NDSU Bison football captains before the Charleston Southern game

Six Takeaways From Charleston Southern

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What a bizarre way to open the season. It was unprecedented. It was the first overtime game the Bison played in the Fargodome, the first time a kicker dribbled the ball over the crossbar going into halftime and the first dose of reality that another championship is far from guaranteed this season. Charleston Southern played a great game and after sitting on it for a couple of days, here’s what we can take away from the first game of the season.

Matt Plank’s Moment


The obvious headline stemming for NDSU’s win over Charleston Southern was the injury sustained by All-American middle linebacker Nick DeLuca. The Fargodome sucked in a noticeable gasp of air when they saw their captain run off the field favoring his left shoulder. The concern was justified when a few plays after DeLuca’s departure, Buccaneer running back Mike Holloway zigged and zagged his way 47 yards for a touchdown.

Holloway, who is well on his way to becoming the all-time rusher in Southern history, was able to break the Bison contain creating an alley between him and the sidelines which was usually filled with a player in green and yellow all night. But on that particular third down play, Matt Plank, DeLuca’s replacement, took a less-than-favorable angle, missed the alley and Holloway was off, cutting his way across the field until he found the end zone untouched. Plank and the defense regrouped, and the junior from Gardner, Kan. fulfilled the “next man up” attitude of the Bison. Plank was later praised for his six-tackle effort by teammate MJ Stumpf and head coach Chris Klieman in the postgame press conference.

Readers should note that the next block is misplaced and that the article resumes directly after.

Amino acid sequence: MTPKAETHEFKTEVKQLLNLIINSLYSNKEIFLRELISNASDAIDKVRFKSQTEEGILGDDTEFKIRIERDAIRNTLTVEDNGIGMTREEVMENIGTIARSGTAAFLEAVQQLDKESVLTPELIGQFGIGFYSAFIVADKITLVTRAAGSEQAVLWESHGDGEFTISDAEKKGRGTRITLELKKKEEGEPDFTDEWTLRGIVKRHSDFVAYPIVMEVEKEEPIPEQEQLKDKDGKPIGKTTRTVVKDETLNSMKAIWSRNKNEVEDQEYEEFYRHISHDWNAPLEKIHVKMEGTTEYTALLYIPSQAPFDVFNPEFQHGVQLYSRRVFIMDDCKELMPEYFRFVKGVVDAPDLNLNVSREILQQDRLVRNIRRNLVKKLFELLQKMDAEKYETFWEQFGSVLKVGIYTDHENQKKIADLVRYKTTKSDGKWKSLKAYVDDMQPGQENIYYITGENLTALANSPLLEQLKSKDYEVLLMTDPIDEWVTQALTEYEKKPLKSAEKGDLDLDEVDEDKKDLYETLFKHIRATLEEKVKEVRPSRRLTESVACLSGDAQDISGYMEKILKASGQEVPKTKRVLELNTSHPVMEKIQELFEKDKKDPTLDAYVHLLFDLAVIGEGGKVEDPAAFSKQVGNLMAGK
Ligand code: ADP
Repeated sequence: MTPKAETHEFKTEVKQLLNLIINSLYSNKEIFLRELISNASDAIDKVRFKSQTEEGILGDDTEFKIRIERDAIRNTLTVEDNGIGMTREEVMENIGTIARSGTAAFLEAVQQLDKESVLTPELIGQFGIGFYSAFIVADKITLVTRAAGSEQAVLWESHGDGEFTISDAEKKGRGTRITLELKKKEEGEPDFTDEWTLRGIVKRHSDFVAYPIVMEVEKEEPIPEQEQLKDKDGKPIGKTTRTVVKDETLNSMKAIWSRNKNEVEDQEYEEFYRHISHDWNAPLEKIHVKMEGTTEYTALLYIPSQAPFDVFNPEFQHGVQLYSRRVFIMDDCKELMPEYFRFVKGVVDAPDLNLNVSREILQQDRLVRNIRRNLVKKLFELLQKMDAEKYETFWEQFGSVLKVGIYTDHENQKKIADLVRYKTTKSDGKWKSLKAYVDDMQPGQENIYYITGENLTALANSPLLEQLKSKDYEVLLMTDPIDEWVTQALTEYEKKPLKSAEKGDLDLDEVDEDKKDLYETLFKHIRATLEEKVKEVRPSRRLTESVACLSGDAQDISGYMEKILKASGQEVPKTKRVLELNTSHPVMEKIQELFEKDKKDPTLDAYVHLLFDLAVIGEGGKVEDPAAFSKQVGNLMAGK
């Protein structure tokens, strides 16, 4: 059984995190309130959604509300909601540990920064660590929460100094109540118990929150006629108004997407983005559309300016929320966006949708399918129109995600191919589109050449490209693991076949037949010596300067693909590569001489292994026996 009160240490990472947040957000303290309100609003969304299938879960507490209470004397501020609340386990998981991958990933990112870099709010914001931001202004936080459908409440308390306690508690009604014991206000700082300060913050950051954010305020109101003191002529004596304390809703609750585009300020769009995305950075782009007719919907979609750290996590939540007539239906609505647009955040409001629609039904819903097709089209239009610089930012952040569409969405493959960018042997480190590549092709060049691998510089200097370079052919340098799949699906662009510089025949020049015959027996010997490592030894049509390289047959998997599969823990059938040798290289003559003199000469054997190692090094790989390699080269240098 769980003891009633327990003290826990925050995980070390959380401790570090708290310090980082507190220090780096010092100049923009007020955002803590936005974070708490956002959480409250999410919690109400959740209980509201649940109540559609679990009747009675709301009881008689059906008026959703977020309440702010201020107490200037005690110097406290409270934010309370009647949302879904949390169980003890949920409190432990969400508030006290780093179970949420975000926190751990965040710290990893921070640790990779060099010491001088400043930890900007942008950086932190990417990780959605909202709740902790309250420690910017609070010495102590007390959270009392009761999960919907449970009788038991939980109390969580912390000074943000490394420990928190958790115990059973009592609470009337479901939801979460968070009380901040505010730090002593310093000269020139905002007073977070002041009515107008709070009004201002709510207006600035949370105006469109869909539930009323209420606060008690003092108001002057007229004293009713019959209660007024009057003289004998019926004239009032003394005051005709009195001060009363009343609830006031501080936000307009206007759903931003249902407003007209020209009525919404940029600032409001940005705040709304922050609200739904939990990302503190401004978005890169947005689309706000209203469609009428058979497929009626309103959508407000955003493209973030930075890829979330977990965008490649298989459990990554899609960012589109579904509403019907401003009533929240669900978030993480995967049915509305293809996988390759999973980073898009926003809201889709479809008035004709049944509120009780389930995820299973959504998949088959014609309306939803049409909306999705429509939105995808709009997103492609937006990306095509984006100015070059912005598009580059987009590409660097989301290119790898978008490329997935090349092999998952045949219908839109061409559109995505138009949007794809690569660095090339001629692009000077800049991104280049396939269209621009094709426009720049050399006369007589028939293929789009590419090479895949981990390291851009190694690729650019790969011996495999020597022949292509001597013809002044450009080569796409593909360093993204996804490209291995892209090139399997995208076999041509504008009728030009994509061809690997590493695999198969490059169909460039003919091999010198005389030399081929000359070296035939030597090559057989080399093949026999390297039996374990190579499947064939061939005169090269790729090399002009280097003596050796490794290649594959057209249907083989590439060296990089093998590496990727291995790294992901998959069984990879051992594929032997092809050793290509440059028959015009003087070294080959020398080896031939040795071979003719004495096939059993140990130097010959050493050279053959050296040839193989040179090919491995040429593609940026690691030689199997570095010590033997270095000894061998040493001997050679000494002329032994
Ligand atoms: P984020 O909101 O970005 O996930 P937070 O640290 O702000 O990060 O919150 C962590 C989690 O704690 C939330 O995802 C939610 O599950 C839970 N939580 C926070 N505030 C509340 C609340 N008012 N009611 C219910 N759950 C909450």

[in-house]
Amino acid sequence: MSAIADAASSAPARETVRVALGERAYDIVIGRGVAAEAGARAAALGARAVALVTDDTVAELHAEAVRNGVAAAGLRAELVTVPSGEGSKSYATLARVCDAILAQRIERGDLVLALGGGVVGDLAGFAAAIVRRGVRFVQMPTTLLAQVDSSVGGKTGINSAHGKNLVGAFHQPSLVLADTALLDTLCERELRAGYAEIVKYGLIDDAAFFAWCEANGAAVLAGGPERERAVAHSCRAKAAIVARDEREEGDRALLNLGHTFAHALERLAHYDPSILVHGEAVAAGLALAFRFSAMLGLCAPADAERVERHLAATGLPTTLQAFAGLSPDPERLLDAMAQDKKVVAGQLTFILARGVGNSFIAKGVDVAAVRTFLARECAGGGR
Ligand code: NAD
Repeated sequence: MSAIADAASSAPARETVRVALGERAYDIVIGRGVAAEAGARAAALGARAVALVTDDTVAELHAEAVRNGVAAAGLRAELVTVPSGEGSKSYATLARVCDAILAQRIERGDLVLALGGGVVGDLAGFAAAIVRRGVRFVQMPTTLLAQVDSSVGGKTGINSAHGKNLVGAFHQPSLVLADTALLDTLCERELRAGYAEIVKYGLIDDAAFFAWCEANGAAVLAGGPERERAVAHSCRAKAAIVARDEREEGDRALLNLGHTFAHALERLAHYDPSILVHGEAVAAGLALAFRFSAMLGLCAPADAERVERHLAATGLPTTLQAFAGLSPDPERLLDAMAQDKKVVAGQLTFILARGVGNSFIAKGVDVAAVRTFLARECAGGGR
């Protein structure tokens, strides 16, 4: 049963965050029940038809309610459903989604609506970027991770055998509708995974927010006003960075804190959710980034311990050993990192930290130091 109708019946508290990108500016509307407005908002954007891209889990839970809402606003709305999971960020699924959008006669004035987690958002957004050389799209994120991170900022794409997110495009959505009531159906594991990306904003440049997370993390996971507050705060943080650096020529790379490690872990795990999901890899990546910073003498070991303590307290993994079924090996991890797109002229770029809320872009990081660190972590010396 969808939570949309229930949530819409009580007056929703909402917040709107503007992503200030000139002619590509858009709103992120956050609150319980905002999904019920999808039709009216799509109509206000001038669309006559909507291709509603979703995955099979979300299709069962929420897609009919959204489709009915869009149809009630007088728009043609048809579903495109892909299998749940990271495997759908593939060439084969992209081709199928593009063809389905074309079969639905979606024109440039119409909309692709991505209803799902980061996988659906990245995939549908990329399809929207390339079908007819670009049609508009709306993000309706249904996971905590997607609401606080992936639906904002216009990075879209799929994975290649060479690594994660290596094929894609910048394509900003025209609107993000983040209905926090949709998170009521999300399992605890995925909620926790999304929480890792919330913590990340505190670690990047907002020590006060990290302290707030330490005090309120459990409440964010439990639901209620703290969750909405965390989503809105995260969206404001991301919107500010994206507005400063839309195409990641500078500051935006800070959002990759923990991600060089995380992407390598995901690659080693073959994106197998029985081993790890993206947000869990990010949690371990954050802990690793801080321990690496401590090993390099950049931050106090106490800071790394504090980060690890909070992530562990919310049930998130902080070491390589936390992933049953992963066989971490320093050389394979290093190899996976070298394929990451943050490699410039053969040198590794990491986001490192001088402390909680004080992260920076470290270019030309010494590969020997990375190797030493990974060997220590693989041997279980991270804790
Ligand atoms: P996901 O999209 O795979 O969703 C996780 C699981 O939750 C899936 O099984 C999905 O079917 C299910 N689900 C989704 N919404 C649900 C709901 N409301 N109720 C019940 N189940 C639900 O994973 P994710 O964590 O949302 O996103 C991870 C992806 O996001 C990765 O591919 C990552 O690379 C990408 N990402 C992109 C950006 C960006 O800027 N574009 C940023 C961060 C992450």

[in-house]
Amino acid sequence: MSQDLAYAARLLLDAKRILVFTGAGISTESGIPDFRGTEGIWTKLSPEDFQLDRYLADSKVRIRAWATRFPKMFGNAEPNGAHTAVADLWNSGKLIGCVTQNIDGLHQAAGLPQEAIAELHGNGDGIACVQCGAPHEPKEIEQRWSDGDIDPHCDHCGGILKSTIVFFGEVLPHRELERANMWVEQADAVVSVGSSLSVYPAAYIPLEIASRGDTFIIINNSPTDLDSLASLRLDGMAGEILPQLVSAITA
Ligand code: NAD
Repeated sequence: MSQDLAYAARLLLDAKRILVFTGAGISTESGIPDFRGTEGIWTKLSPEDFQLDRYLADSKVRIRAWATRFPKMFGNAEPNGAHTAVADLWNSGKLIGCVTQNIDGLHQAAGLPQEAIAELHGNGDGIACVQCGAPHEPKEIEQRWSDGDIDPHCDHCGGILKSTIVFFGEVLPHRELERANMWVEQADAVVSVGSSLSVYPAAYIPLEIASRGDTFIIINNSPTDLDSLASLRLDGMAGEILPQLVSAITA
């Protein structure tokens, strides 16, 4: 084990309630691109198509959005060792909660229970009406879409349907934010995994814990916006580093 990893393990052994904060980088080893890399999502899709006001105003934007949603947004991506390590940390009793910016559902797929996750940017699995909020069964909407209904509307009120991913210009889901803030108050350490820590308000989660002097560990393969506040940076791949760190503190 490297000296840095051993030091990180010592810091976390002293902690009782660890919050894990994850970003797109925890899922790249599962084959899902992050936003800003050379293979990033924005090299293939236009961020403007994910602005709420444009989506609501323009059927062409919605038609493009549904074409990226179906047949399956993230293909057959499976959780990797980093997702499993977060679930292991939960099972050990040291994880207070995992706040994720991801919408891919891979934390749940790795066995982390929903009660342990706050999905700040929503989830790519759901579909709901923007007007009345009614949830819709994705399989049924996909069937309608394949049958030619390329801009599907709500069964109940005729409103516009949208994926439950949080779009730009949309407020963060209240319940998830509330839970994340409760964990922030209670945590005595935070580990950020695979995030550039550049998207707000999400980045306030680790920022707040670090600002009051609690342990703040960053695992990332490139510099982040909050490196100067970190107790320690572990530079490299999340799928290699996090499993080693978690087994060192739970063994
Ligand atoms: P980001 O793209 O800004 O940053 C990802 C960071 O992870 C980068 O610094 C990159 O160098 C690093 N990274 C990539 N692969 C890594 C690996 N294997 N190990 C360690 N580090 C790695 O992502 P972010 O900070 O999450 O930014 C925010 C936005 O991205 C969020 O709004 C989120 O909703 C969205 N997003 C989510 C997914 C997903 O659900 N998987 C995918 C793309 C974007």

Klieman said Plank had time with the number one defense in practice so he was familiar with the type of calls the defense needed to make against Southern’s triple-option attack. It showed as time and time again Plank was in the middle of piles and was occasionally forced to make an open field tackle against Southern’s trio of backs. His most notable tackle of the night came on Holloway on second down in the only Southern drive of overtime.

Southern ended the night with 169 yards on the ground, but overall, the NDSU defense played tactically sound against the option, sticking to their keys and even tackling the occasional pitchman even if quarterback Kyle Copeland kept the ball. Take away Holloway’s three bursts of 40, 22 and 47 yards, Southern only ran for 60 yards on 31 attempts. That’s a staggering 1.94 yards per carry.

Plank played his role for more than a quarter, but that’s not the best part of his shining moment. Matt Plank just sounds like a middle linebacker. Saying his name brings you the sensation of upcoming pain about to be inflicted on your body. It’s up there with Takeo Spikes and Junior Seau in terms of great linebacker names. Matt Plank, that’s the name and player who may be called on to fill the irreplaceable role DeLuca has left for the foreseeable future. Speaking of a guy with a great name…

Easton Stick plays masterfully against Charleston Southern